When are we having ‘fun’?

I want to talk about this week’s Extra Credits episode, and since I don’t really want to set up shop on their forums just for this, I thought I’d do it here.

The episode is called ‘Beyond Fun’, and it argues that video games should stop being so hung up on being ‘fun’ and embrace other ways of engaging players, including those which are more challenging or less comfortable than just fun. What it is not arguing – and I think it’s important to be clear here – is that games shouldn’t be fun. Nonetheless, I think ‘fun’ was a poor choice of word here, and I’m not sure that I agree with the argument.

First of all, the definition of ‘fun’ is dodgy. They use “light-hearted pleasure or amusement” (noun) and “entertaining and enjoyable” (adj.). By contrast, what they recommend for games is engagement. My first problem is, I find things which are engaging to also be fun in many cases. Not always, sure – the discomfort they described in Spec Ops: The Line does not sound fun. But horror fans generally find it fun to be scared; we laugh at ourselves when a game or a film makes us jump. When I find myself unexpectedly invested in game characters, whether it be anxiety over Shephard’s suicide mission or angst over my Grey Warden’s romantic entanglements, it’s fun. Afterwards, if you asked me, I am sure I would say the game was fun. There’s no reason why fun has to be mindless, trivial, inconsequential fun – I think that’s too narrow a definition of the word.

This relates to discussions I am referencing in my thesis. ‘Fun’ to my mind is intimately connected with ‘play’ as a concept. Playfulness leads to fun, and things which are fun are approached playfully. To my mind, the human propensity to play is what makes games (of any kind) so powerful and full of potential. Thomas Malaby has argued for viewing play as a ‘disposition’ or mode of experience which can be applied to a variety of scenarios, not just those which are identified as ‘games’ and thus sites for play. Malaby rests his definition of play on the idea of the world as contingent, with things being uncertain in their outcomes; life is contingent, which is often distressing, but in play we embrace this uncertainty and find a legitimate space in which to explore and experiment with it. Games, then, let us do things we wouldn’t normally do, and enjoy the experience even if we mess it up (because nothing’s at stake) – I think most video game players would agree with this.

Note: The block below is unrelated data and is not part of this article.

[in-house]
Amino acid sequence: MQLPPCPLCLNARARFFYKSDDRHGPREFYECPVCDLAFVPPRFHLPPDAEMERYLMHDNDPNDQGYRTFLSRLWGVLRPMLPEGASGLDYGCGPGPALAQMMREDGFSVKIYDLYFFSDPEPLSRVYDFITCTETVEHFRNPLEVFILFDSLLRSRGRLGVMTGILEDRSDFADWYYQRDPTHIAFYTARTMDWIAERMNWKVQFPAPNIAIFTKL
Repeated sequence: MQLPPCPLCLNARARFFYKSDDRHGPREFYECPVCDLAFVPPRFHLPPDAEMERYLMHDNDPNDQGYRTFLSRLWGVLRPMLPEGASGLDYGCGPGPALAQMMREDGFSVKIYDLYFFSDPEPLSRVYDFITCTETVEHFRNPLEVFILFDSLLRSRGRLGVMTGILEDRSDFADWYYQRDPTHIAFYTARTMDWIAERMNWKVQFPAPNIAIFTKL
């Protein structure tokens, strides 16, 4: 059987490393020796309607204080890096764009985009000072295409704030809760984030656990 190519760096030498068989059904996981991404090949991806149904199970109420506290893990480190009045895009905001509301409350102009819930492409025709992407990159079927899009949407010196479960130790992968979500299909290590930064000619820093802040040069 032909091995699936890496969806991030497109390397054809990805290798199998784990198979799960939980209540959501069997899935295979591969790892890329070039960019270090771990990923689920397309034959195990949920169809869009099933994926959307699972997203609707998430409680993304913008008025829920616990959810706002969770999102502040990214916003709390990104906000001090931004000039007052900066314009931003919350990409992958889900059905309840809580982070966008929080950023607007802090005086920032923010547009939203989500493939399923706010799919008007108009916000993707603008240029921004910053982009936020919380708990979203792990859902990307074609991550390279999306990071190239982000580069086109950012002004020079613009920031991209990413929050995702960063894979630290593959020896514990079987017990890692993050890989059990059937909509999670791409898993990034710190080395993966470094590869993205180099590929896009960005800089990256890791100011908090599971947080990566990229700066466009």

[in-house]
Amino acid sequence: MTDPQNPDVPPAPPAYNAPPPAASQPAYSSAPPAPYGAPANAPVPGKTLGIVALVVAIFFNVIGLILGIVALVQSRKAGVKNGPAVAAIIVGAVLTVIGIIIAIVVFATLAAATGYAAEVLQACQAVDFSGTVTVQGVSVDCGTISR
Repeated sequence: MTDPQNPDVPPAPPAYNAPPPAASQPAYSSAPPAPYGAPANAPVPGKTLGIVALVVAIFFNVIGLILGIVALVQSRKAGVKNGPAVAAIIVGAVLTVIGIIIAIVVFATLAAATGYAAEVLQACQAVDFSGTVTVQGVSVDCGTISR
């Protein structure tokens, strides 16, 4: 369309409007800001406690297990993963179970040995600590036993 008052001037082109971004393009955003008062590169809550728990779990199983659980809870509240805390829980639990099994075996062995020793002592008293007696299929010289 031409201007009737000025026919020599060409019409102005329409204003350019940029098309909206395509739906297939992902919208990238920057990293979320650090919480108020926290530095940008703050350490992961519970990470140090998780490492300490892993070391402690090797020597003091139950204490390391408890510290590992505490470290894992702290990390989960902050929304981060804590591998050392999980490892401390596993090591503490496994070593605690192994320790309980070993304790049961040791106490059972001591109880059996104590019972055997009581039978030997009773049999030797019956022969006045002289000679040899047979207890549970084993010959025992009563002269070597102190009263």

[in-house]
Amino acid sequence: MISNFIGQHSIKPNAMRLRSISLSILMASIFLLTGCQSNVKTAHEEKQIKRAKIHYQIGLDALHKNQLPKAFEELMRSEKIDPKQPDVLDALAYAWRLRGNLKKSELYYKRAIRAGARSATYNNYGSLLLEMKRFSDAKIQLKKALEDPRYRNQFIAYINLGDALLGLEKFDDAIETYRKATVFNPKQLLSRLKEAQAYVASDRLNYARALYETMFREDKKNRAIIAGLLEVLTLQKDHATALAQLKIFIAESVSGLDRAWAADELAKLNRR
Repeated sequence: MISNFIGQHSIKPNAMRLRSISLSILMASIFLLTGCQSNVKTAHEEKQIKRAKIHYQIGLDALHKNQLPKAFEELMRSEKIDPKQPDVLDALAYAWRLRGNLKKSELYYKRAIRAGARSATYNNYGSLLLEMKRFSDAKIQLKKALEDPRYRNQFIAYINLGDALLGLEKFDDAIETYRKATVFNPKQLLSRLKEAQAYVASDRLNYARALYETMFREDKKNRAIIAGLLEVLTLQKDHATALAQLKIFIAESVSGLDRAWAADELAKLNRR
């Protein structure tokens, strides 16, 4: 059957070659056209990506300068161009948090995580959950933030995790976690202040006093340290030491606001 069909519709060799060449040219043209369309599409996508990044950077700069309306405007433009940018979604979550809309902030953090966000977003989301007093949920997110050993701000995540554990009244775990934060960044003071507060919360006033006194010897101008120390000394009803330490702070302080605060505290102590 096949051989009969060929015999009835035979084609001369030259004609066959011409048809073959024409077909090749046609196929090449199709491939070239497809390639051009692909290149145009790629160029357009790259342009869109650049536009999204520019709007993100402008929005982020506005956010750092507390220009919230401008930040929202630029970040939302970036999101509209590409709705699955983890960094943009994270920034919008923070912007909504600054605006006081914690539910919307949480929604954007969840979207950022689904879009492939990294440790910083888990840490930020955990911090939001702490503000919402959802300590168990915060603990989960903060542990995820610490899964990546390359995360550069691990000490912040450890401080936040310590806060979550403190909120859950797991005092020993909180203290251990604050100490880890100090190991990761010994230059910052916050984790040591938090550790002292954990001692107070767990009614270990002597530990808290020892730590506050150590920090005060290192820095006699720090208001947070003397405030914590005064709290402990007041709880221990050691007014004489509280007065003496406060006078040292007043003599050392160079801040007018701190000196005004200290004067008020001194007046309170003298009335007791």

Part of what Malaby argues is that ‘play’ and ‘games’ can and should be separated, that we should “decouple playful experience from a determinate relationship with games, just as scholars of ritual…have recognized ritual as a cultural form irrespective of whether it brings about religious experience. Thus we may say that a game may prompt a playful disposition, but then again, it may not” (20o9:212). This sounds very close to what Extra Credits is advocating for video games; games don’t need to always be aiming to be fun, above all else. As video games develop as an artform (something Extra Credits has always pushed for) they should explore how their technologies and techniques can be used for other effects.

I wonder if the underlying prompt for this episode might have been something which has bothered me as well. I wouldn’t have phrased it as games putting too much emphasis on fun… but many major franchises seem to be dissolving into spectacle and little else. The Assassin’s Creed series is an excellent example. The first game maintained a certain atmosphere, a sense of the setting as dusty, washed-out and antique, a sense of minimalist gameplay which told a story – not just the central story made up of events, but stories of a time, of the assassins as an order, of Altair’s growth, of the underlying sense (so dear to conspiracy thoerists) that there might be something wrong with the world. The most recent game, on the other hand, featured a 16th century assassin parasailing behind a cart before being flung off the cliff and wrestling in mid-air with his enemy before – of course – miraculously surviving to get the girl. Also, there’s aliens or something. Probably, someone decided that tanks and parasailing would make the game more ‘fun’. Next time around they’ve decided naval battles would be fun, and I am extremely interested to see how they justify that for their Mohawk-born assassin.

These things quickly get ridiculous, and I would certainly agree that a little less ‘wacky fun’ and a little more coherency would be good for a number of major game franchises. As I’ve recently said to a number of people, I think games are much better off being what they mean to be, and not bowing to pressure to be something else. It usually just leads to inferior imitations of whatever’s popular (MMO fans will surely know what I mean).